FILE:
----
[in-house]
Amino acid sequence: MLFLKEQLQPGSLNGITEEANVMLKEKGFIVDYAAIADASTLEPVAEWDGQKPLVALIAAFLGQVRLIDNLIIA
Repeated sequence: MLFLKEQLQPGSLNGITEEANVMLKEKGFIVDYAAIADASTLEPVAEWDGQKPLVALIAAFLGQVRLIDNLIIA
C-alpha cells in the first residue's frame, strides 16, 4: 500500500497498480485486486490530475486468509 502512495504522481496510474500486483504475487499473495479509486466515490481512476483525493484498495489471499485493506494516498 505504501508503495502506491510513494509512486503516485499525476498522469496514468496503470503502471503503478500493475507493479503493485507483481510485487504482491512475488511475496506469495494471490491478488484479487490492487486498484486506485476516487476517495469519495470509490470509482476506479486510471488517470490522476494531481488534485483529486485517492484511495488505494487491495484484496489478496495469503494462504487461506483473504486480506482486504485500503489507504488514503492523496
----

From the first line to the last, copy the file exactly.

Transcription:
[in-house]
Amino acid sequence: MLFLKEQLQPGSLNGITEEANVMLKEKGFIVDYAAIADASTLEPVAEWDGQKPLVALIAAFLGQVRLIDNLIIA
Repeated sequence: MLFLKEQLQPGSLNGITEEANVMLKEKGFIVDYAAIADASTLEPVAEWDGQKPLVALIAAFLGQVRLIDNLIIA
C-alpha cells in the first residue's frame, strides 16, 4: 500500500497498480485486486490530475486468509 502512495504522481496510474500486483504475487499473495479509486466515490481512476483525493484498495489471499485493506494516498 505504501508503495502506491510513494509512486503516485499525476498522469496514468496503470503502471503503478500493475507493479503493485507483481510485487504482491512475488511475496506469495494471490491478488484479487490492487486498484486506485476516487476517495469519495470509490470509482476506479486510471488517470490522476494531481488534485483529486485517492484511495488505494487491495484484496489478496495469503494462504487461506483473504486480506482486504485500503489507504488514503492523496